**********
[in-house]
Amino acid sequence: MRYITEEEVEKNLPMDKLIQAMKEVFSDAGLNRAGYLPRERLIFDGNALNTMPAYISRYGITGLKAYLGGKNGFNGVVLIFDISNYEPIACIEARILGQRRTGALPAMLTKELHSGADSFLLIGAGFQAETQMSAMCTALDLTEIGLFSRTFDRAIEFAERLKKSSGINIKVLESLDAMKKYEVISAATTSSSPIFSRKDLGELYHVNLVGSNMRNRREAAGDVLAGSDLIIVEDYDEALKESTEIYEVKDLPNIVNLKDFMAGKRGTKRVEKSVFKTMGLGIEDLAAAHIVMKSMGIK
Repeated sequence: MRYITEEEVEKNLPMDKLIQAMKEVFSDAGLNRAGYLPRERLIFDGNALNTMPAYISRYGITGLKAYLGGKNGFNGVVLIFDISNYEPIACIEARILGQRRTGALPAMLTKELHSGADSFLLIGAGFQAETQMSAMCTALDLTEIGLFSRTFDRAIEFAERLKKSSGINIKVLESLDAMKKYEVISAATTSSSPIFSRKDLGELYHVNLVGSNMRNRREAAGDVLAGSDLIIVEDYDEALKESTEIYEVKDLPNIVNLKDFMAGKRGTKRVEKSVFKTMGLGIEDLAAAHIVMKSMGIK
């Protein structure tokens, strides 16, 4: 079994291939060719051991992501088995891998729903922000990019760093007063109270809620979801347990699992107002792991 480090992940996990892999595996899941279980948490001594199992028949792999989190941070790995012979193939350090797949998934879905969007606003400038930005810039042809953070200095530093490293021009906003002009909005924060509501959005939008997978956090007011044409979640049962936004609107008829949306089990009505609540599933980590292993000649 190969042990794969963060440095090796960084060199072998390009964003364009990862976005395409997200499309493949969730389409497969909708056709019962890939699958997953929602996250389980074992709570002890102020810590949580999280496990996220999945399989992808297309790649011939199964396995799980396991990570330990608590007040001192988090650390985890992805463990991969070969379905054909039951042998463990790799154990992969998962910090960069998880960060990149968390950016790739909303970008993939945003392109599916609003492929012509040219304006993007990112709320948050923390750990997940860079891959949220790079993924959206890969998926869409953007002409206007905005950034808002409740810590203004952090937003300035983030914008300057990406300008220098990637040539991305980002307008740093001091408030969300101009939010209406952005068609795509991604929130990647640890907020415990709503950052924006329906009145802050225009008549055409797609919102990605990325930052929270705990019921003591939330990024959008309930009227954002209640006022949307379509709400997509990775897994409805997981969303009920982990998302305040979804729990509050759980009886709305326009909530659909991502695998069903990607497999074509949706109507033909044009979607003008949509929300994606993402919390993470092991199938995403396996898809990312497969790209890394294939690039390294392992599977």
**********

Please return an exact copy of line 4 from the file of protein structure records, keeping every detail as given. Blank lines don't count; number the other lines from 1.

């Protein structure tokens, strides 16, 4: 079994291939060719051991992501088995891998729903922000990019760093007063109270809620979801347990699992107002792991 480090992940996990892999595996899941279980948490001594199992028949792999989190941070790995012979193939350090797949998934879905969007606003400038930005810039042809953070200095530093490293021009906003002009909005924060509501959005939008997978956090007011044409979640049962936004609107008829949306089990009505609540599933980590292993000649 190969042990794969963060440095090796960084060199072998390009964003364009990862976005395409997200499309493949969730389409497969909708056709019962890939699958997953929602996250389980074992709570002890102020810590949580999280496990996220999945399989992808297309790649011939199964396995799980396991990570330990608590007040001192988090650390985890992805463990991969070969379905054909039951042998463990790799154990992969998962910090960069998880960060990149968390950016790739909303970008993939945003392109599916609003492929012509040219304006993007990112709320948050923390750990997940860079891959949220790079993924959206890969998926869409953007002409206007905005950034808002409740810590203004952090937003300035983030914008300057990406300008220098990637040539991305980002307008740093001091408030969300101009939010209406952005068609795509991604929130990647640890907020415990709503950052924006329906009145802050225009008549055409797609919102990605990325930052929270705990019921003591939330990024959008309930009227954002209640006022949307379509709400997509990775897994409805997981969303009920982990998302305040979804729990509050759980009886709305326009909530659909991502695998069903990607497999074509949706109507033909044009979607003008949509929300994606993402919390993470092991199938995403396996898809990312497969790209890394294939690039390294392992599977």